|One of my classmates' creations|
While visiting with a friend recently, I attended a do-it-yourself spa product course. I'm generally not one to use tons of spa-like products, but I figure that since it is self-care month, I should make a bit of an effort. I love the idea of only using edible products on my skin. A recent experiment with rubbing garlic on my feet (in the cadre of a culinary pharmacy workshop) demonstrated to what point I absorb things through my skin (I had terrible garlic breath the next morning).
Over the course of three hours, we were introduced to the properties and smells of various essential oils and had the opportunity to create our own products.
This is what I made:
Massage oil: super easy - just add your favourite essential oil to an almond oil carrier (this is the little bottle in the photo). I chose lemongrass + basil + cypress. Based on my class notes, this combination should help tone my skin and reduce cellulitis.
For the next three products, our teacher had to change the recipe that was in our handout on the fly because of product shortages, so I am including recipes from other websites that are similar.
Massage bar: cypress + pine + wintergreen (to soothe muscles)
1/3 butter (cocoa, shea, mango, kokum, etc.)
1/3 oil (sweet almond, jojoba, any light oils are nice)
1/3 wax (beeswax, soy wax)
Melt the above contents (in a double boiler) and pour into a jar or a mold (candy molds work well) and once hardened pop it out of the mold and you have a massage bar.
Exfoliating scrub: lemongrass + lavender (to calm)
1/2 cup oil. Use sweet almond, grapeseed or another light-textured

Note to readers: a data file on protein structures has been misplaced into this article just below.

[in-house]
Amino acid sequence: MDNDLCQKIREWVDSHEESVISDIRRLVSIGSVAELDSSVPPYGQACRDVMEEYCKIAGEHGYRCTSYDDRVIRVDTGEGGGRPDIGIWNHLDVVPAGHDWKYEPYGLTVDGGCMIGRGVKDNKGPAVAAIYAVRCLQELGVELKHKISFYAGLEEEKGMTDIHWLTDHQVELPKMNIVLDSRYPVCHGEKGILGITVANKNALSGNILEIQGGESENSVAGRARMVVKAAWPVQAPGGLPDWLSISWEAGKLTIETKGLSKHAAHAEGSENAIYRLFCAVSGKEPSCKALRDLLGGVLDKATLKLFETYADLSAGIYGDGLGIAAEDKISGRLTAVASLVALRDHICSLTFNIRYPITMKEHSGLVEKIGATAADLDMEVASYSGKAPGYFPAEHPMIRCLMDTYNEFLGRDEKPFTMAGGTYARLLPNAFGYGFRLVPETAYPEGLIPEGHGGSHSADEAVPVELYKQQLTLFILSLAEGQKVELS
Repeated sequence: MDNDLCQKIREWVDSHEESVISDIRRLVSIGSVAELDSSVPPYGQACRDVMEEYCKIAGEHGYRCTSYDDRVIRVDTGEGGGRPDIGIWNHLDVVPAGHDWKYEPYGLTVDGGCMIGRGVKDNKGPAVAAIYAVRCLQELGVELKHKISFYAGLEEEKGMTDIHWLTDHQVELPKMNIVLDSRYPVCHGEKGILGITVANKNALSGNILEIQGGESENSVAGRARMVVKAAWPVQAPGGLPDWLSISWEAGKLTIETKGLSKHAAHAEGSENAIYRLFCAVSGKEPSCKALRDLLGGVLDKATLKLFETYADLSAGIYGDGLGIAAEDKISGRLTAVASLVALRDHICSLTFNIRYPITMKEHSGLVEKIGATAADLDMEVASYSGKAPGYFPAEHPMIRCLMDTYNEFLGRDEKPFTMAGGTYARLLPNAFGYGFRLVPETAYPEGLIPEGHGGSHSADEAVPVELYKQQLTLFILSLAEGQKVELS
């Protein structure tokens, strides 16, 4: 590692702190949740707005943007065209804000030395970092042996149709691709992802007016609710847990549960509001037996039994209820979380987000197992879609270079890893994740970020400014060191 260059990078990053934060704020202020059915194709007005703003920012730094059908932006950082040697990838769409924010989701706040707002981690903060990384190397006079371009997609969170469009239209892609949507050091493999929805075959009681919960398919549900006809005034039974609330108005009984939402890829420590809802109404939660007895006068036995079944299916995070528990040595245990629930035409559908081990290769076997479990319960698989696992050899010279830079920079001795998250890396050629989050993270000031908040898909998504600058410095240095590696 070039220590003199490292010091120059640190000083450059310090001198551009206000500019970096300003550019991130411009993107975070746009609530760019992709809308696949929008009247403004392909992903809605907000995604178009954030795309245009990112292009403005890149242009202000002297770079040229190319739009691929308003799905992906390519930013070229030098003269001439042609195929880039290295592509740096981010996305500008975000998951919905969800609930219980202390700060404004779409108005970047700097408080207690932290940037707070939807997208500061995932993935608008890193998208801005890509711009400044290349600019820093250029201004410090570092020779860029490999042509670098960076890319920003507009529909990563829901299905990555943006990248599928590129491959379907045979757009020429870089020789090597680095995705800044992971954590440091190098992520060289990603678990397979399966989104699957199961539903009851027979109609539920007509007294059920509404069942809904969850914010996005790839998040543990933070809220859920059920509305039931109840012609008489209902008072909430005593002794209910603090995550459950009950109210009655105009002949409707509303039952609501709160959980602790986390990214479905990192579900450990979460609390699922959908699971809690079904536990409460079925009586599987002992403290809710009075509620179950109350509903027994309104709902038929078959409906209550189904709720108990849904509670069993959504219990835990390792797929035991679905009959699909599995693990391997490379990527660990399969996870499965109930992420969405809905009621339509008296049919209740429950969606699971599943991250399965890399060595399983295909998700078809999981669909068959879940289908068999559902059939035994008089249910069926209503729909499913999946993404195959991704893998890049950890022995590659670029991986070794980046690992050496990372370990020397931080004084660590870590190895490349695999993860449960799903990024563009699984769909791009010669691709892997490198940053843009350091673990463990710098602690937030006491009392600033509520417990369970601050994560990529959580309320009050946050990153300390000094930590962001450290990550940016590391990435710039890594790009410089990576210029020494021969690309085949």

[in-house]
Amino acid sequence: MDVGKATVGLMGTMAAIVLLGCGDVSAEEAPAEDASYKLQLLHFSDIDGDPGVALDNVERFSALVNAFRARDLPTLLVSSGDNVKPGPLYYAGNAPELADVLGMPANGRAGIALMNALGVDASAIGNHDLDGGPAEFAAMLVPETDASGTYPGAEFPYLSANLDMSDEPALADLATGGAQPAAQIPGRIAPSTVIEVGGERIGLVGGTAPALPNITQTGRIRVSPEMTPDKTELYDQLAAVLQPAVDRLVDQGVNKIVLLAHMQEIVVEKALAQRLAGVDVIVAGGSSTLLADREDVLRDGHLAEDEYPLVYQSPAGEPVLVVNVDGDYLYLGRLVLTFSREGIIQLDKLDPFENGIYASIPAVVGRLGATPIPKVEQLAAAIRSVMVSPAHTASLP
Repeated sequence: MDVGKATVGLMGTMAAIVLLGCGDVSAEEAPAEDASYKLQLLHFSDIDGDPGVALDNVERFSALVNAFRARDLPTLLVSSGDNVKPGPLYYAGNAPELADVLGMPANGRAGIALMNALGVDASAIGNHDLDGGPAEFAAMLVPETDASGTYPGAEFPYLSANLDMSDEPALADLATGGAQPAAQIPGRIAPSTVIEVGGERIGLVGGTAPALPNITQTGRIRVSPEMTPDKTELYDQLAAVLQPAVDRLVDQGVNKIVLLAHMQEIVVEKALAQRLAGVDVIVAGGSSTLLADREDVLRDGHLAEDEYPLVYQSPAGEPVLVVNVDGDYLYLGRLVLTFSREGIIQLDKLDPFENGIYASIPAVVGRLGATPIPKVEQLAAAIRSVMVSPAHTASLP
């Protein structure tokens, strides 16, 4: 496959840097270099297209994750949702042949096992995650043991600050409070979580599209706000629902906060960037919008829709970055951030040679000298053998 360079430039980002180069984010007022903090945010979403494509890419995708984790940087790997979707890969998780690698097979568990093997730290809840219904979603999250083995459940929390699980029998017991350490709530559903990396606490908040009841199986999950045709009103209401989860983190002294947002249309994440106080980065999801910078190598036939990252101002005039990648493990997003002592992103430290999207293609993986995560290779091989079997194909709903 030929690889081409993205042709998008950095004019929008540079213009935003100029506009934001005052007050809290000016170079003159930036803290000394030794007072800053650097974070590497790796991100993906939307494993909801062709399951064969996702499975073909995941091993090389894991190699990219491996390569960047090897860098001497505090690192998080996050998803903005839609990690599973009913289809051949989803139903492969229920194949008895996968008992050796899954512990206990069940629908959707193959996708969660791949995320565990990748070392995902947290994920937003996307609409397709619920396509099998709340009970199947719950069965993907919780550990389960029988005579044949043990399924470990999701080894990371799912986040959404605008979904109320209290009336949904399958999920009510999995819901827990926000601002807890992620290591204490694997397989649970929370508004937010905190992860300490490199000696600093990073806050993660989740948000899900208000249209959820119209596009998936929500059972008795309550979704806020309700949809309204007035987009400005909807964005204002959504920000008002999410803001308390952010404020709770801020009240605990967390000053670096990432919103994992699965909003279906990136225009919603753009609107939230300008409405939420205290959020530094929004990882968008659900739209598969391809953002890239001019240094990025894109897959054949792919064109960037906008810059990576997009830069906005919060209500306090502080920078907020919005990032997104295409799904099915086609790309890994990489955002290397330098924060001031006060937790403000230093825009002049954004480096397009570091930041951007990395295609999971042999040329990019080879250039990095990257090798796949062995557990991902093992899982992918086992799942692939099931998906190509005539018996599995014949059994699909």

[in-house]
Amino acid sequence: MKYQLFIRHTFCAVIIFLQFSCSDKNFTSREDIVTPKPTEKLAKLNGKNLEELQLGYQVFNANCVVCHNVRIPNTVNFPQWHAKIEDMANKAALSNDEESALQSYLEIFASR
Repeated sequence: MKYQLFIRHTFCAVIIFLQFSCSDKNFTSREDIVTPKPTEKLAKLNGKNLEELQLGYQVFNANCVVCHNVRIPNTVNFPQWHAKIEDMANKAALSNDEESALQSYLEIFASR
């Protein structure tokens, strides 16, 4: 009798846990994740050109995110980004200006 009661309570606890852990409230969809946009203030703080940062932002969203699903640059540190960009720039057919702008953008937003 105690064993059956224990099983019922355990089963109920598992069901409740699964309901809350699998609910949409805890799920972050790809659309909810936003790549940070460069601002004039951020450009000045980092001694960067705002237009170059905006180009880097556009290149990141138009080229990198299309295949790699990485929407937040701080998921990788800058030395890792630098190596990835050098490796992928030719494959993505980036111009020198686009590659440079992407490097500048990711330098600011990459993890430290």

1 cup fine sea salt
5-15 drops high quality essential oils
Put the salt (or sugar) in a small bowl.
Add the oil, mixing well with a spoon or wooden stick. The texture should be moist enough to hold together, but not overly oily. You can adjust the amount of oil to achieve that texture.
Gently tap in the drops of essential oil and combine well.
Body mask: tea tree (chosen to mask the scent of the seaweed, not for aromatherapy reasons)
Add a small amount of cold-pressed organic oil to hydrated clay, and mix well.
Grind finely a good macrobiotic sea salt and kelp (in a food processor or coffee grinder).
Mix the salt and kelp in with the clay and oil.
Learning points from the DIY spa experience
- Making high quality, all-natural cosmetic products is actually pretty easy. It's also way cheaper than buying commerically made equivalents.
- When I have products around that I love, I actually use them. Since the class, I have been having a weekly solo spa night in my apartment. It feels great.
- I have a new respect for essential oils. I used to just think they smelled nice. Now that I have experienced a zen-like feeling post exfoliation and had my muscles soothed after using my massage butter post-long run, I realize that there is more to aromatherapy than just nice smells. In fact, I'm actually quite keen to learn more.
Anyone else have any experience with DIY cosmetics or aromatherapy? Any tips?